What the iPhone 15 teaches about opportunity costs

Young bearded man in casual gray longsleeve with smartphone in hands reading message standing at window in modern office with dark walls

The way consumers fawn over any new iPhone release is exactly how companies treat their shiny tangible assets.

It’s certainly more impressive to buy a $10 million factory. But think of all the ways those same funds could increase the value of a company if they were invested in R&D, software, brand, relationships or even new skills for staff.

Buying an iPhone or building a new factory aren’t terrible decisions on their own. Perhaps the decision is a result of careful analysis and rational assessment of the risks and rewards. Companies often put plenty of effort into calculating the value of a tangible asset. But that doesn’t mean business leaders understand the opportunity costs of every decision they make.

Money is never infinite (unless you happen to be a central bank) which means that a dollar spent in one place is a dollar that can’t be spent on anything else. There is always a trade-off when making a purchasing decision. This is as true for someone buying an iPhone as it is for corporations building a factory.

The value of intangible assets is tough to appreciate at the best of times precisely because they are out of sight and out of mind. Things like intellectual property (IP) or creating a strong network effect are two highly valuable assets that generally don’t appear on a balance sheet.

But the hardest aspect of explaining intangible assets is that everyone is conditioned to see the cost of things in terms of money (price), not value. Intangible assets often have value far beyond any ability to apply a price to them, which means it can be hard to convince a business leader to take them as seriously as they would, say, building a $10 million factory.

Let’s humanise this opportunity cost problem with the latest iPhone release.

The new iPhone 15 Pro Max is priced at $US799 on the shelf – just for the hardware. But that number is misleading. Factor in that the average cost to run a smartphone is $US1728 per year. Given that people typically hold onto a phone for 2-4 years, this means the real cost of the latest iPhone 15 is actually $US5983 in after-tax income. That’s a lot of money.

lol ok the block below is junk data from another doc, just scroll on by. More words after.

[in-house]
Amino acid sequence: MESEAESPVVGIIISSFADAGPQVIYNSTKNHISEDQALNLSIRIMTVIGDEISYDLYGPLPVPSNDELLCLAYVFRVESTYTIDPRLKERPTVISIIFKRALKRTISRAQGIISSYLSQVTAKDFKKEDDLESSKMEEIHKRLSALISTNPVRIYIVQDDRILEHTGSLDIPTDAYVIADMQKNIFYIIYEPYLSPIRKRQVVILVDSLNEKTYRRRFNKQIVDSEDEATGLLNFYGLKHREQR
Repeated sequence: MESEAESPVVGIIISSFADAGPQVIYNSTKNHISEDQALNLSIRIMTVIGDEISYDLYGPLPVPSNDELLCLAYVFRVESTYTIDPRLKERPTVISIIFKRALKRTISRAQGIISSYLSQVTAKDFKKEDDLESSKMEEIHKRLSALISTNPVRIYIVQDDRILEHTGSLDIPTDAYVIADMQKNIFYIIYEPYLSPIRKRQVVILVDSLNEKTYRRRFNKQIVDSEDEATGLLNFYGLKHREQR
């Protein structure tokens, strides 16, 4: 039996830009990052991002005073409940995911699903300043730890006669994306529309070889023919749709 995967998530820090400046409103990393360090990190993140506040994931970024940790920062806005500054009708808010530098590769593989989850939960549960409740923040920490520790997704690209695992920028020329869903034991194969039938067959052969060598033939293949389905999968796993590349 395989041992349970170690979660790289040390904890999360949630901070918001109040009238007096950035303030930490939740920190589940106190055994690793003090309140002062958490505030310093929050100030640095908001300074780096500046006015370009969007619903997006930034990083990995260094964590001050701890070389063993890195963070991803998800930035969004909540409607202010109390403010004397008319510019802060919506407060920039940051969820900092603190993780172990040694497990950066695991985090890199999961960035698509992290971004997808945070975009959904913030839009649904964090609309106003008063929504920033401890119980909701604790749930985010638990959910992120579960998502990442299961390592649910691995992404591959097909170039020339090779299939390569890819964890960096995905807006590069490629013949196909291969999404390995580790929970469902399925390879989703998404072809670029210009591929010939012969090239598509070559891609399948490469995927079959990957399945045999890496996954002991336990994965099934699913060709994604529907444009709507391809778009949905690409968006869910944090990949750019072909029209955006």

The trade-off in the decision to buy an iPhone is not between spending $US5983 or holding onto that money. The real trade-off is between spending $US5983 on the iPhone or spending the same amount on anything else.

What if I snapped my fingers and you got a $US5983-a-year raise? How much would you thank me? That’s high-quality music lessons every single week for your child. Or a math tutor, or a writing tutor, or a batting coach. It’s a personal trainer for yourself. It’s enough to keep two cars running smoothly. It’s two-to-three month’s mortgage repayments for most people.

And here is the lesson for companies…

Think of all the R&D a company might generate with $10 million instead of building a tangible asset like a factory. Think of the enhanced brand value. Think of the upskilled staff churning out productivity.

It’s important to internalise that CEOs are not immune to marketing tricks. Like everyone else, they are attuned to chase status and hunt cool. They are often unable to perceive the actual world as it is. Their brain is easily short-circuited, and their eyes are directly connected to their wallet, just like a consumer tempted into buying the latest iPhone.

For most businesses, choosing to invest in tangible assets comes more from a sense of inertia and a lack of understanding of the kind of assets that are truly creating the underlying value for their company.

Anyone with a chequebook can purchase a tangible asset, so how likely is it that these assets are providing your competitive edge? By over-investing in tangible assets due to inertia, it’s easy to create an opportunity cost that could have a serious impact on the success of a business.

Is it really a wise investment decision to spend that $10 million building a new factory rather than negotiating a licensing deal with partners that already have their own factories?

There are myriad strategies for going to market other than buying more tangible assets. However, seeing those strategies clearly requires thinking differently about intangible assets and looking beyond the balance sheet to see where your value lies.

The release of the iPhone 15 is a good reminder for CEOs to look beyond all the marvellous tangible things they have. Ask yourself whether it really is those tangible assets that are driving revenue growth and differentiating from your competitors. Or are your intangible assets doing all the heavy lifting?

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